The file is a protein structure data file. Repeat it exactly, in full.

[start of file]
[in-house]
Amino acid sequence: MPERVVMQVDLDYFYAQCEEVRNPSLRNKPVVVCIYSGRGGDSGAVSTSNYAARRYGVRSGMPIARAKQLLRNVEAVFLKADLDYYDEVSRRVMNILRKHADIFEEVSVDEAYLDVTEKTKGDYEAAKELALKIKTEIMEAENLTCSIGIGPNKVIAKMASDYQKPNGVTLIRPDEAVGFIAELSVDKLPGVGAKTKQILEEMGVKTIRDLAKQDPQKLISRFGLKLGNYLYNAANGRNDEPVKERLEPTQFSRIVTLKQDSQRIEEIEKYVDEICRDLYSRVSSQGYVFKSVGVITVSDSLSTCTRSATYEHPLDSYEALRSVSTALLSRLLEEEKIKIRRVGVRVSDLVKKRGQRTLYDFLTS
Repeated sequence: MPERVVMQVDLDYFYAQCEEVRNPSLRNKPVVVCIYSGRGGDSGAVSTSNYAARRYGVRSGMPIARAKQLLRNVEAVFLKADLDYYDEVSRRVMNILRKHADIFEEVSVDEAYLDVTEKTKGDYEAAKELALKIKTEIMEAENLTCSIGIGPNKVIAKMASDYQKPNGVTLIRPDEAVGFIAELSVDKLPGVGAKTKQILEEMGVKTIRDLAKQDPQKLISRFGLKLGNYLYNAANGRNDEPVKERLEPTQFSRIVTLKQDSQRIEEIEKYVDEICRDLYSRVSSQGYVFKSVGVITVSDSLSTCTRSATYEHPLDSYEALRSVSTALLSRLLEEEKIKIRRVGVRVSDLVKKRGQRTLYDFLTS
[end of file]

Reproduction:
[in-house]
Amino acid sequence: MPERVVMQVDLDYFYAQCEEVRNPSLRNKPVVVCIYSGRGGDSGAVSTSNYAARRYGVRSGMPIARAKQLLRNVEAVFLKADLDYYDEVSRRVMNILRKHADIFEEVSVDEAYLDVTEKTKGDYEAAKELALKIKTEIMEAENLTCSIGIGPNKVIAKMASDYQKPNGVTLIRPDEAVGFIAELSVDKLPGVGAKTKQILEEMGVKTIRDLAKQDPQKLISRFGLKLGNYLYNAANGRNDEPVKERLEPTQFSRIVTLKQDSQRIEEIEKYVDEICRDLYSRVSSQGYVFKSVGVITVSDSLSTCTRSATYEHPLDSYEALRSVSTALLSRLLEEEKIKIRRVGVRVSDLVKKRGQRTLYDFLTS
Repeated sequence: MPERVVMQVDLDYFYAQCEEVRNPSLRNKPVVVCIYSGRGGDSGAVSTSNYAARRYGVRSGMPIARAKQLLRNVEAVFLKADLDYYDEVSRRVMNILRKHADIFEEVSVDEAYLDVTEKTKGDYEAAKELALKIKTEIMEAENLTCSIGIGPNKVIAKMASDYQKPNGVTLIRPDEAVGFIAELSVDKLPGVGAKTKQILEEMGVKTIRDLAKQDPQKLISRFGLKLGNYLYNAANGRNDEPVKERLEPTQFSRIVTLKQDSQRIEEIEKYVDEICRDLYSRVSSQGYVFKSVGVITVSDSLSTCTRSATYEHPLDSYEALRSVSTALLSRLLEEEKIKIRRVGVRVSDLVKKRGQRTLYDFLTS